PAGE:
Not really and that's the problem. Different load case combine for higher local loads.But for the aft fuselage as an example here, it all breaks down to a few worst cases of this much bending in this axis, that much bending in another, "x" amount of drag load, and so much torsion.
What experience?I don't believe you. My own experience says otherwise. HITC's own experience says otherwise. HotWing's own experience says otherwise.
HitC actually confirms my point. Make it heavier and physically smaller and it's less complex to design. But we can't do that for a FAR103-like design, since size (stall limit) is by definition big and weight (weight limit) by definition very low.
Yes, it does, unless you want to fly with an airplane that fails below limit load.I suspect you're doing a Boeing-level structural analysis on something that absolutely doesn't need it. No, the product won't be as optimized. It doesn't need to be. I'm talking about balance and you're talking about absolutes.
Simple fact. NO single design I'm aware of has passed actual load tests without failures and I can't think of one that didn't fail at least once before limit load. All designs now flying and tested either did the engineering properly, or after multiple failures concluded that they had to do it, since continuing breaking wings/tails was too expensive. Walking around all those broken constructions does give one a great understanding of actual design (vs analysis, which is what the books teach you)
Going through dozens of photos from different load tests is sobering and I've seen hundreds of thousands of euro's of trashed wings/fuselages etc because they didn't do their engineering. I'm not trying to argue Marc and this is not about belief.
This is about sharing some hard-learned lessons. That's what HBA is all about in the end.
Another then. You can replace LSA with FAR103. Exactly the same story:
Mainly because of experience, but a bit of analysis is behind it too. So far I've been asked to either design or consult to probably half a dozen different LSA developers, all of whom interestingly enough, had very similar attitudes regarding their airplanes and the development programs. I can sum them up into a few categories:
1) The first has several variations - basically this is where they show me an artistic sketch and a bit of what they call design work and then ask me to go from there and design the airplane. When I proceed to do so however, they respond with an attitude where they think that they already designed the airplane but what they really need from me is to essentially rubber-stamp their ideas. That's without any analysis or engineering though. When I refuse to do so they come back with an insulted attitude - one actually told me that I should feel privileged to be asked to work on their program and so should provide the verification they asked for.
2) The second is sort of a corollary to the first - it's where their "team" has come up with a design and they don't need me to actually design the plane but they do want me to look over a couple of the details. Usually I can't do this simply because I need to verify what I'm working on. Eventually they agree but when my BS detector is verified and I have to inform them that they have an unworkable design (and I do document my reasoning), they again come back very huffy, usually telling that I don't know what I'm talking about. One even threatened to sue me. When I provide them with my initial report (one that they actually never pay for), they often try arguing the points however usually with a lot of arm waving (and statements about having faith) but no actual verifiable proof.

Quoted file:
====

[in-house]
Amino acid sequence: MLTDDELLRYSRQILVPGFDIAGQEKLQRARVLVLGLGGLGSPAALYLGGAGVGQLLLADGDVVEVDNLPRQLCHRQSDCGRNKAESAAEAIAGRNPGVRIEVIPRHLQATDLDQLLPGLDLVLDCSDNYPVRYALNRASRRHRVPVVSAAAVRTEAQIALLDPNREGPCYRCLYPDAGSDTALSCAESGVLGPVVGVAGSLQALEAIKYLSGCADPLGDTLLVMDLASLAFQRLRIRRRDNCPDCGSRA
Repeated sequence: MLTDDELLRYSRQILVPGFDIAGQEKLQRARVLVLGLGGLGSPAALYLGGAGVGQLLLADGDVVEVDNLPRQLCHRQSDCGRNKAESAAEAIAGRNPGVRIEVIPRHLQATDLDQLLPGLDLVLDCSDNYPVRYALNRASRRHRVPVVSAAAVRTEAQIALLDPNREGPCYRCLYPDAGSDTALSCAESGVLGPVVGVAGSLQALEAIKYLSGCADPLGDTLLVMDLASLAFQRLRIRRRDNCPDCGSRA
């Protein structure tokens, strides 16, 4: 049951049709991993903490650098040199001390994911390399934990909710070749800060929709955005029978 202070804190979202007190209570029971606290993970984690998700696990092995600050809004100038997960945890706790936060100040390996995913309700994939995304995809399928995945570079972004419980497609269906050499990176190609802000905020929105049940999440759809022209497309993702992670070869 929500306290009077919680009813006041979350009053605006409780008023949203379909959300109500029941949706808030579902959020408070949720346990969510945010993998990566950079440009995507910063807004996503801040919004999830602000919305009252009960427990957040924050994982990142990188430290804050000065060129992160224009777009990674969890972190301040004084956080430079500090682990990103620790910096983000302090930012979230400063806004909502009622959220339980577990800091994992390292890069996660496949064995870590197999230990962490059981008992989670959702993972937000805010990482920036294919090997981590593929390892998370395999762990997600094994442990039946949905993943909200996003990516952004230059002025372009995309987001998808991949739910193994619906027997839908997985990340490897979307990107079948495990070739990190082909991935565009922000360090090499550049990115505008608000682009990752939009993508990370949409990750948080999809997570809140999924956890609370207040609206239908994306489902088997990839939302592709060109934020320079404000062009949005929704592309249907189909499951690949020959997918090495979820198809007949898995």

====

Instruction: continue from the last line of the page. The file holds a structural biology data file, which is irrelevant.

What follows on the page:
3) The third is more basic and very common - an unrealistic budget. They think that because this is a light airplane that the design work should take no time (or money) at all. Interestingly enough, when I explain that the work to design an LSA and something high performance like a Glasair III is nearly identical they indicate that they understand, but they still think their project should be much cheaper. Virtually all of these had very unrealistic budgets to begin with and none have actually gone anywhere.
4) The last is more technical - I've had several discussions with other designers regarding this category and most of us feel that these are very marginal airplanes. If they were being used and marketed as originally proposed (fat ultralights) then I think there would be no problem. But instead these are now being marketed as trainers or cross country airplanes, equivalent to Part 23 production units. And here is where we have a problem - they simply are not. The structural design of many of these new airframes is short of what we'd have with Part 23 standards, and more so when you consider that most of them will be operated over weight. That's of course not to say that all are marginal (after all, some of the older production planes fall within the LSA limits and they did certify to Part 23) and some are honest enough to publish the lower load factors to which they were developed, but in our opinion there just is not sufficient structural mass margin in a two place LSA configuration to make us feel comfortable.
In short, the reason we stay away is due to many of the somewhat unpleasant personalities we've run into, and because we feel the category is too restricted and mostly a big step backwards for the light airplane industry.